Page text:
The American Recovery and Reinvestment Act of 2009 (ARRA) is President Obama’s extensive vision for how the government will invest in America’s future. From health care to green technology to state budgets, the legislation represents a broad effort to return the country to a position of economic stability and prosperity. Included in these efforts are several tax provisions which could impact low- to moderate-income workers. The following is a summary of the major changes and how they might affect you.
Making Work Pay Tax Credit
This credit represents President Obama’s promise to lower taxes for 95 percent of American workers. The credit is equal to 6.2 percent of your earned income up to $6,450, for a maximum credit of $400 ($800 if filling jointly). Earners who make up $95,000 ($190,000 if filling jointly) are eligible for the credit. Taxpayers will receive the credit through a reduction in the amount income taxes withheld from their paychecks, beginning April 1st. The credit is in effect for the 2009 and 2010 tax years. Workers with more than one job may want to ask one of their employers to not reduce their withholding to ensure they will not owe taxes when they file in 2010.
Earned Income Tax Credit
The ARRA expands the Earned Income Tax Credit for larger families with three or more children and for married couples. The credit percentage increases from 40 to 45 percent for large families, meaning a maximum benefit of $5,657 in 2009. The act also widens the income range for a married couple to receive the credit. The credit applies to 2009 and 2010 tax years.
Child Tax Credit
The ARRA lowers the refundability threshold for the Child Tax Credit from $8,500 to $3,000 for 2009 and 2010. This means that more families will be eligible for the tax credit in 2009, and many who were eligible before will get a larger credit.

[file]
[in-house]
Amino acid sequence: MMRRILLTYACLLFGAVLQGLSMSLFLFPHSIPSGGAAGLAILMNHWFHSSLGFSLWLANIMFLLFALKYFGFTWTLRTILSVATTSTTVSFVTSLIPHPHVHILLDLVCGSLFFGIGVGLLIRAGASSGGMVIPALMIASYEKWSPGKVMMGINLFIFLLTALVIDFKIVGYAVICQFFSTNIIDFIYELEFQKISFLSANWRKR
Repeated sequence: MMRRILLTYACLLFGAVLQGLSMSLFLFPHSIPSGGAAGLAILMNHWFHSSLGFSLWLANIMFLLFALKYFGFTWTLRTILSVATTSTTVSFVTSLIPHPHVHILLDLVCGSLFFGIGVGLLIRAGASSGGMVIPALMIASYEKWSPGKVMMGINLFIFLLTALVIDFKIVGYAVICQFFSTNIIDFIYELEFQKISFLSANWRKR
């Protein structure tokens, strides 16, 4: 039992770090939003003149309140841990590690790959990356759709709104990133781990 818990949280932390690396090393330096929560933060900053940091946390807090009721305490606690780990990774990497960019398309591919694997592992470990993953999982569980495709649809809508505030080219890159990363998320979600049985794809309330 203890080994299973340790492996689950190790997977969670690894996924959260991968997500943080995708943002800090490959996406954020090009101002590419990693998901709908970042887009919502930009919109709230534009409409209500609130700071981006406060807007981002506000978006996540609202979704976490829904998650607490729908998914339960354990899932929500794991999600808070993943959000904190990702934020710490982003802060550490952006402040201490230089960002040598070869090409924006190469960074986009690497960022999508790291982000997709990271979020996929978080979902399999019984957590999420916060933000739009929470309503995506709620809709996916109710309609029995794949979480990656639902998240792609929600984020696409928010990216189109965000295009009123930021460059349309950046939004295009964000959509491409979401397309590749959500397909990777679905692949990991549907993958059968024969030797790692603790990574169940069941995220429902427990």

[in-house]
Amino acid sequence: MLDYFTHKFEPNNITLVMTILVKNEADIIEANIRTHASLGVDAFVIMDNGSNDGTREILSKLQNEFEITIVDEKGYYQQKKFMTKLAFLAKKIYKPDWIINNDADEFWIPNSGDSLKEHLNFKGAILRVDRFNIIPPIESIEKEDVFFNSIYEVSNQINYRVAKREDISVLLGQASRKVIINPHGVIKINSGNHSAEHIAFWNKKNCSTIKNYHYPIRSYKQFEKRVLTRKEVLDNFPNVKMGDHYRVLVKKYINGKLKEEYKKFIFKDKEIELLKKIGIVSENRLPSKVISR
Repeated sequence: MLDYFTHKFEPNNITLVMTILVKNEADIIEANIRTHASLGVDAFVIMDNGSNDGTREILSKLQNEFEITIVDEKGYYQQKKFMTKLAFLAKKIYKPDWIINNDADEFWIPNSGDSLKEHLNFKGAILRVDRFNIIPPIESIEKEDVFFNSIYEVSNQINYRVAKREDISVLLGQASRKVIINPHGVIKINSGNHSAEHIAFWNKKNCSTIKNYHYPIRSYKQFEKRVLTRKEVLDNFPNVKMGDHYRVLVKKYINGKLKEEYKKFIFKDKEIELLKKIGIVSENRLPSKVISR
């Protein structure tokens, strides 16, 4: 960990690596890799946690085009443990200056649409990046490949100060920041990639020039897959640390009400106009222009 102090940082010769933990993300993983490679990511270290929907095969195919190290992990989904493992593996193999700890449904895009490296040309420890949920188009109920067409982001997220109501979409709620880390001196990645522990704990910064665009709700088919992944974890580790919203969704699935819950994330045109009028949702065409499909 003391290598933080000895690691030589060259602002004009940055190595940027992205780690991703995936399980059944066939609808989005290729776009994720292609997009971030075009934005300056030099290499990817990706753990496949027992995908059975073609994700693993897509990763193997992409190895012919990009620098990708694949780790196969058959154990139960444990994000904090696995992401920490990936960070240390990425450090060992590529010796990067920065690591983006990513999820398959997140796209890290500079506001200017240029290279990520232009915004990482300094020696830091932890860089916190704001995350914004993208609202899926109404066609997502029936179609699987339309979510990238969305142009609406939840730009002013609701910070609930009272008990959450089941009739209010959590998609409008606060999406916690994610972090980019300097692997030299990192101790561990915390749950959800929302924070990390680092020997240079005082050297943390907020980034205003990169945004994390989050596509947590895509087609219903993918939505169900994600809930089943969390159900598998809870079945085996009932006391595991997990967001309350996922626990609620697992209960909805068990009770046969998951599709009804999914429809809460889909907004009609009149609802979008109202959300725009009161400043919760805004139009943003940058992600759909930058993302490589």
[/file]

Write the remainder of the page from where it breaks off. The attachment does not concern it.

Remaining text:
American Opportunity Tax Credit
This credit expands the Hope Education Credit for low- and moderate-income workers. It increases the maximum credit amount from $1,800 to $2,500. It expands the credit to apply to the first four years of post-secondary education (currently, the credit can only be used for the first two years). It expands the definition of what counts as an expenses to include the cost of any course materials. Finally, up to 40% of the credit is refundable. This means that a taxpayer who qualifies for the $2,500 and doesn’t owe any taxes can still claim a refund credit of $1,000.
Social Security Benefits
Although not technically tax related, there will be a one-time $250 dollar recovery payment for most individuals who receive Social Security, Supplemental Security Income, Railroad Retirement and Veterans benefits. You will receive it separately from your benefits by the end of May 2009. It will be delivered in the same way as your current benefits are received. For additional questions, check out http://www.socialsecurity.gov/.
This is a brief summary of the major changes to taxes that will affect low- and middle-income earners. To learn more, check out the Center for Economic Progress’ blog at http://www.economicprogress.org/news and check out http://www.recovery.gov/ for news, updates, or to get your voice heard about the American Recovery and Reinvestment Act of 2009.